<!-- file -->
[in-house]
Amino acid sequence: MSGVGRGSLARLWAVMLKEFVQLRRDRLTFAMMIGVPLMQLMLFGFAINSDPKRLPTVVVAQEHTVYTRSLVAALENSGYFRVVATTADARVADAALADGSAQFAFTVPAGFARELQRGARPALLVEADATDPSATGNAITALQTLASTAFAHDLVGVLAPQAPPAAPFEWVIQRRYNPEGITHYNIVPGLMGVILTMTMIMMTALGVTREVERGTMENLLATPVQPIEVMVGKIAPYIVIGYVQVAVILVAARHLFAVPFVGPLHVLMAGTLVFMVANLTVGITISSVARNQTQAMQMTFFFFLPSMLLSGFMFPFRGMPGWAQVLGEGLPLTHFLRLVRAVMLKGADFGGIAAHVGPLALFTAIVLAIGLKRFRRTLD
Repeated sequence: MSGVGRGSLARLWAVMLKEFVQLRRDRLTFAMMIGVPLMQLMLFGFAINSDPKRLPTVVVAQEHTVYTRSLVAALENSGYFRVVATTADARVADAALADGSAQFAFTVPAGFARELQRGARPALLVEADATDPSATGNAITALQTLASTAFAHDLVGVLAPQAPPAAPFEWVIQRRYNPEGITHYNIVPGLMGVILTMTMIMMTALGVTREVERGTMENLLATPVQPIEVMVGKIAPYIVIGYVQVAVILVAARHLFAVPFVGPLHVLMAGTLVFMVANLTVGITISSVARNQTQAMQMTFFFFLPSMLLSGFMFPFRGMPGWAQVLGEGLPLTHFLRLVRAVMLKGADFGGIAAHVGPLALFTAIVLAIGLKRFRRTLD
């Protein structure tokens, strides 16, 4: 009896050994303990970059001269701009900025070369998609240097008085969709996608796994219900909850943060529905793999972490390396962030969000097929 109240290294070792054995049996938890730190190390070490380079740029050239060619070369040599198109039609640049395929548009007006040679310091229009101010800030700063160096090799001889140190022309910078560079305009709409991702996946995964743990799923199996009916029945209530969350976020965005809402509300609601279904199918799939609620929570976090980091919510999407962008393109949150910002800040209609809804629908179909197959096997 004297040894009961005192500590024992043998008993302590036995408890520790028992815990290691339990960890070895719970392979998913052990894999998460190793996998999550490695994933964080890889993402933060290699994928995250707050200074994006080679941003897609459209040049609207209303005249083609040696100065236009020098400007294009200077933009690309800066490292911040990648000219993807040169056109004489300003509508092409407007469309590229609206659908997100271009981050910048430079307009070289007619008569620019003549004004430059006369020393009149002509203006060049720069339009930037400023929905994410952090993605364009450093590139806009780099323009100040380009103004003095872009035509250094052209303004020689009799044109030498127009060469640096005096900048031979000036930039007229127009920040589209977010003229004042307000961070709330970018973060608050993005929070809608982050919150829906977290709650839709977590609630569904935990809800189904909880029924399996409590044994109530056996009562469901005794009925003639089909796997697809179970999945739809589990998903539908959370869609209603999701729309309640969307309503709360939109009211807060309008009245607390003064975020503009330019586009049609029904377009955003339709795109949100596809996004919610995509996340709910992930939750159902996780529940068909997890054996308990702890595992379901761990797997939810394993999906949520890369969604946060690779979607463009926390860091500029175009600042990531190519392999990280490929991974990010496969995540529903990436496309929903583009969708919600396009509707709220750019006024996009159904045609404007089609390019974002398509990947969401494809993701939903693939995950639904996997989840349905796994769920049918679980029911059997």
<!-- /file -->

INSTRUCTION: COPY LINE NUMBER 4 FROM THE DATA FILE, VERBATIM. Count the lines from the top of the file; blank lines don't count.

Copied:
């Protein structure tokens, strides 16, 4: 009896050994303990970059001269701009900025070369998609240097008085969709996608796994219900909850943060529905793999972490390396962030969000097929 109240290294070792054995049996938890730190190390070490380079740029050239060619070369040599198109039609640049395929548009007006040679310091229009101010800030700063160096090799001889140190022309910078560079305009709409991702996946995964743990799923199996009916029945209530969350976020965005809402509300609601279904199918799939609620929570976090980091919510999407962008393109949150910002800040209609809804629908179909197959096997 004297040894009961005192500590024992043998008993302590036995408890520790028992815990290691339990960890070895719970392979998913052990894999998460190793996998999550490695994933964080890889993402933060290699994928995250707050200074994006080679941003897609459209040049609207209303005249083609040696100065236009020098400007294009200077933009690309800066490292911040990648000219993807040169056109004489300003509508092409407007469309590229609206659908997100271009981050910048430079307009070289007619008569620019003549004004430059006369020393009149002509203006060049720069339009930037400023929905994410952090993605364009450093590139806009780099323009100040380009103004003095872009035509250094052209303004020689009799044109030498127009060469640096005096900048031979000036930039007229127009920040589209977010003229004042307000961070709330970018973060608050993005929070809608982050919150829906977290709650839709977590609630569904935990809800189904909880029924399996409590044994109530056996009562469901005794009925003639089909796997697809179970999945739809589990998903539908959370869609209603999701729309309640969307309503709360939109009211807060309008009245607390003064975020503009330019586009049609029904377009955003339709795109949100596809996004919610995509996340709910992930939750159902996780529940068909997890054996308990702890595992379901761990797997939810394993999906949520890369969604946060690779979607463009926390860091500029175009600042990531190519392999990280490929991974990010496969995540529903990436496309929903583009969708919600396009509707709220750019006024996009159904045609404007089609390019974002398509990947969401494809993701939903693939995950639904996997989840349905796994769920049918679980029911059997």